When do you go on the dollies?
Charters: If we go on dollies, itís because weíre on the
11:1 [24-275mm T2.8 Primo] or the 3:1 zooms, at which point the
camera weighs 90 pounds and isnít feasible for handholding. Weíre
totally on fluid heads, and weíre able to shake it up pretty well.
There is always a bit of tension in the frame because itís never
still. Having shot one direction, we then turn around 180 degrees
to shoot one pass in the other direction. In the course of those
10 to 15 takes in each direction, weíll get 12 variants because
of the way itís handed off. We sometimes might need a complete
pass on an actor and not move from him. There is a lot of contribution
by all players in the field. Theyíre totally on their own and making
decisions all the time. Nobody has to wait around while I sit on
the camera to light. Weíd never get through the day if that happened.
Rather, Iíve begun using a digital still camera, a Canon 10D, extensively
on set while my gaffer, David St. Onge, and I are lighting.
How does that facilitate your lighting?
Charters: Iím using a meter less and less, because when
I set the 10D up at 1⁄50 of a second and at 2.8 at 400 ASA,
I know what Iím going to get in the lab in terms of contrast ratios,
which tend to be challenging with the African-American members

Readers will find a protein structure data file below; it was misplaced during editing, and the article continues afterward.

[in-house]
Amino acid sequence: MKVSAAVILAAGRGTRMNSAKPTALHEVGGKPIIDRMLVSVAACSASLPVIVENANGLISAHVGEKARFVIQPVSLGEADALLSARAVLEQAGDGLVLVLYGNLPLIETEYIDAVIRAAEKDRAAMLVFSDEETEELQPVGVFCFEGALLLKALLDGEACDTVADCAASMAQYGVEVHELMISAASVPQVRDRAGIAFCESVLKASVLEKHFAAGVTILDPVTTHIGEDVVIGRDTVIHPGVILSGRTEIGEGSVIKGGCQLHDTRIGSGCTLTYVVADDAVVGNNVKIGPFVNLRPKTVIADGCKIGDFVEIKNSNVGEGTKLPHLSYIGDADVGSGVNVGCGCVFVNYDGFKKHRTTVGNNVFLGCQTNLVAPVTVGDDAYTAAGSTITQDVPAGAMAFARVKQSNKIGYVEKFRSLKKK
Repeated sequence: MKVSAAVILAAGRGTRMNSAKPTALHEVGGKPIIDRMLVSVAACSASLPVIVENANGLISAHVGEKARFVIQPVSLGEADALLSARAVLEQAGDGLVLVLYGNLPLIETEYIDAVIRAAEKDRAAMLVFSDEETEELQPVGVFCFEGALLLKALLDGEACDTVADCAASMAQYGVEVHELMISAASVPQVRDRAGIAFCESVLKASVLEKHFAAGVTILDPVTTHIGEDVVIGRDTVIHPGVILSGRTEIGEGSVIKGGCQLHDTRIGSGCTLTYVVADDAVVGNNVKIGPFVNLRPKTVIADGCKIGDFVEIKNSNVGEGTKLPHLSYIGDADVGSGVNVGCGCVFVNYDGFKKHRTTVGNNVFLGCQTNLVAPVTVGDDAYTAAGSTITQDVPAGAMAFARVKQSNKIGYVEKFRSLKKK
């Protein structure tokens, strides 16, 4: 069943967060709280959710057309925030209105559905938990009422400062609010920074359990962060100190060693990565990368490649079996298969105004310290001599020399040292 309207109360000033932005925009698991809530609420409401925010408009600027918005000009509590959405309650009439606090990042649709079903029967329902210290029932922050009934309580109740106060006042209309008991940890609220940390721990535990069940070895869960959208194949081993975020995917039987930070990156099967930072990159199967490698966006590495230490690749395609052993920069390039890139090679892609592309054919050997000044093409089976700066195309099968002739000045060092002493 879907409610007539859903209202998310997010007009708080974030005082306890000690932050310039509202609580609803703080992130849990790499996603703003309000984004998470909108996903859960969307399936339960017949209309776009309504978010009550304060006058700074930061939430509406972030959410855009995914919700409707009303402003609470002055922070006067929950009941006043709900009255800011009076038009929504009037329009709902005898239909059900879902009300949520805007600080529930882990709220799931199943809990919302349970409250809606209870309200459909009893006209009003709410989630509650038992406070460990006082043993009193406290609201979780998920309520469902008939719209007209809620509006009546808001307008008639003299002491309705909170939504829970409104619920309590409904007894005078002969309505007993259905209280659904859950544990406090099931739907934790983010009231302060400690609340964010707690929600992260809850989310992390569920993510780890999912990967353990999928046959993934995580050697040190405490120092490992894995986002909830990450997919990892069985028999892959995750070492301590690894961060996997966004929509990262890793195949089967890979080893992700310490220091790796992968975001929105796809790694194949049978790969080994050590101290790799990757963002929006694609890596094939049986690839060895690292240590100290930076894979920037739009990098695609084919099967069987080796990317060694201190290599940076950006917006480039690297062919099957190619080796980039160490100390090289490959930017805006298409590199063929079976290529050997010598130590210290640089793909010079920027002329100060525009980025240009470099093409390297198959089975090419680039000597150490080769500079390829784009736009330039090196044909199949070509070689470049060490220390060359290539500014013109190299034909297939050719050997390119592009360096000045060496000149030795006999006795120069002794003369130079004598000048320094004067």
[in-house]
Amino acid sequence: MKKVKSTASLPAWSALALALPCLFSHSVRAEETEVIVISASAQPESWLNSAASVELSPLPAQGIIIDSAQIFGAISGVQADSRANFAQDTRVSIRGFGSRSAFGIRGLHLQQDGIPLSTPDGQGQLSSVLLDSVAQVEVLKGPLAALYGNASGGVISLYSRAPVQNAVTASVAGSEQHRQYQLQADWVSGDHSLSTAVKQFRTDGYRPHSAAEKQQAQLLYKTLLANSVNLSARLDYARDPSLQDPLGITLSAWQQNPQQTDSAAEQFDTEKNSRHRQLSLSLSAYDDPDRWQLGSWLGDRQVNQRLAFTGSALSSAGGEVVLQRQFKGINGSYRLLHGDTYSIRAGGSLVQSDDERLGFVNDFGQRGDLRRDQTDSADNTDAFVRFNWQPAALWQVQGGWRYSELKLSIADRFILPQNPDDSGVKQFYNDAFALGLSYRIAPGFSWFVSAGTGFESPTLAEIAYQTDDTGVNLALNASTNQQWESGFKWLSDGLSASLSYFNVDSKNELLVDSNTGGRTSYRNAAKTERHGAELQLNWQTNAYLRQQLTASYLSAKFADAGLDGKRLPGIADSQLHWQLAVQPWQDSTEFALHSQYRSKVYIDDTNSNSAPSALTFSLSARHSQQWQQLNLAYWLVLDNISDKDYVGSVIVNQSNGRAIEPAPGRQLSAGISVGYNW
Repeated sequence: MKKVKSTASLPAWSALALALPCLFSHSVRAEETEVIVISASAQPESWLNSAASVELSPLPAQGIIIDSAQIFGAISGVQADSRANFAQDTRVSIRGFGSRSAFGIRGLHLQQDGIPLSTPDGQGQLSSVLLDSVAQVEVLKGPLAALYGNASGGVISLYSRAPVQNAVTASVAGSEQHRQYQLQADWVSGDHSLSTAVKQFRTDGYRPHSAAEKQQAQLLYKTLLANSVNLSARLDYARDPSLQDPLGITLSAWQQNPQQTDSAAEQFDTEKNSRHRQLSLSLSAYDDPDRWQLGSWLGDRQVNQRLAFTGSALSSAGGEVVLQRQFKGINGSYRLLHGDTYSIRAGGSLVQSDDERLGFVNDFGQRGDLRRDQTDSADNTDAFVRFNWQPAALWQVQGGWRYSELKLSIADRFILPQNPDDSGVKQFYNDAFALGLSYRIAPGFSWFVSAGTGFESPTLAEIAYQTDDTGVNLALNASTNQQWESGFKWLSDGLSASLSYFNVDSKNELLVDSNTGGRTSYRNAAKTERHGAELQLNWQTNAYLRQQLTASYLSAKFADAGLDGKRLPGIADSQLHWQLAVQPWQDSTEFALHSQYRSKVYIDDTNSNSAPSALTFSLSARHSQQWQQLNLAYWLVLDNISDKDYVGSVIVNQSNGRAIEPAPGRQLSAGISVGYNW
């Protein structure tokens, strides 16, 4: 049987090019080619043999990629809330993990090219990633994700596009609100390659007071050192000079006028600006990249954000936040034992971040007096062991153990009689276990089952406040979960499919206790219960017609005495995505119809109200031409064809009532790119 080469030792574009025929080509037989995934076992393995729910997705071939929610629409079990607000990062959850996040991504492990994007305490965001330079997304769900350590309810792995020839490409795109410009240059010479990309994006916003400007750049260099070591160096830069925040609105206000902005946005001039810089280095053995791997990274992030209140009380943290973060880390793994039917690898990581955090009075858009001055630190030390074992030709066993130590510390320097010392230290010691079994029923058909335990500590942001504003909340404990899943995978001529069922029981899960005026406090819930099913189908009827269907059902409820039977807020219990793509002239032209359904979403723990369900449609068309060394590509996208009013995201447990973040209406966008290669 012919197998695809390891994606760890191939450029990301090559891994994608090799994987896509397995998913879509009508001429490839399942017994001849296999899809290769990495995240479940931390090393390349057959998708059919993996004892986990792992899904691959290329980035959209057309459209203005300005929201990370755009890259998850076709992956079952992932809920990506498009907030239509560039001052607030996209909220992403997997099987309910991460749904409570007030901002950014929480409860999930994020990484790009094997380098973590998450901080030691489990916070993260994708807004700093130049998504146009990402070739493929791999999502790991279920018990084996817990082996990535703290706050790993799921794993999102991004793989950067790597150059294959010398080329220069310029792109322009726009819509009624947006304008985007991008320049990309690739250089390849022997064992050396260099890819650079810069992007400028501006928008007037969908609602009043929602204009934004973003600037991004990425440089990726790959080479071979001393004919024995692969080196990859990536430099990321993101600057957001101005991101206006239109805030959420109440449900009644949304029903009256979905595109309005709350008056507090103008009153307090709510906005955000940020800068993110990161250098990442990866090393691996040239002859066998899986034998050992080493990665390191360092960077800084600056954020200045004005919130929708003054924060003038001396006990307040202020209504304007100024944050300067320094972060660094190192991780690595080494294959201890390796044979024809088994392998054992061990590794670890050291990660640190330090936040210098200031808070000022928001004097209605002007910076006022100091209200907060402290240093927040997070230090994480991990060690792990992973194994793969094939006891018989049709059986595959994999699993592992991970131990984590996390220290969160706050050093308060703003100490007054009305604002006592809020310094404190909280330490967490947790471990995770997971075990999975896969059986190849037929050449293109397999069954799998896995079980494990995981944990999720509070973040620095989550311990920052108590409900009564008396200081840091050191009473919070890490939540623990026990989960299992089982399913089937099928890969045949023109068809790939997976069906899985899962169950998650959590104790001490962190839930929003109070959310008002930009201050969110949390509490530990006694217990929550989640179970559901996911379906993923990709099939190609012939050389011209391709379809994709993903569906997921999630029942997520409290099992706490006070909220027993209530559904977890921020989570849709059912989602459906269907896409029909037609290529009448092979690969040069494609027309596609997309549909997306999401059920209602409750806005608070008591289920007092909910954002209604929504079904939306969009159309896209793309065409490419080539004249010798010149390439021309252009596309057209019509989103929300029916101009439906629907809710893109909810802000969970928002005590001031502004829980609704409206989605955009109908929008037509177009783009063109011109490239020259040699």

of the cast, Dennis Haysbert and D.B. Woodside. Theyíre a challenge
at times because we are often in fairly dark environments, [but]
Vision Expression has wonderful latitude in the shadows. Our dailies
look pretty flat, which is the way the digital still looks until
I put it in Adobe Photoshop and start running curves on it. With
that, I can immediately see our show, because we do the same thing
with gamma controls in the da Vinci at Level 3.
When we gamma-correct and shift things, the show takes on a whole
different visual tone. Senior colorist Larry Field, my timer, is
totally tuned in to what works for us. All of the magic happens
in the online timing to give the images an aggressive, rather grainy
look. I think the grain helps with the nature of our show. It can
be gritty, but when we need to have the glamour quality, richness
and detail, those are there on the negative, so Iím really glad
weíre on 35mm. I donít think we could do 24 in 24p [high-definition
video]. My biggest problem with that format would be the physically
aggressive nature of how we shoot and the restricted depth-of-field
control. We use the shifting depth of field as a key storytelling
tool. Fortunately, in prep, Stephen Hopkins was adamant about us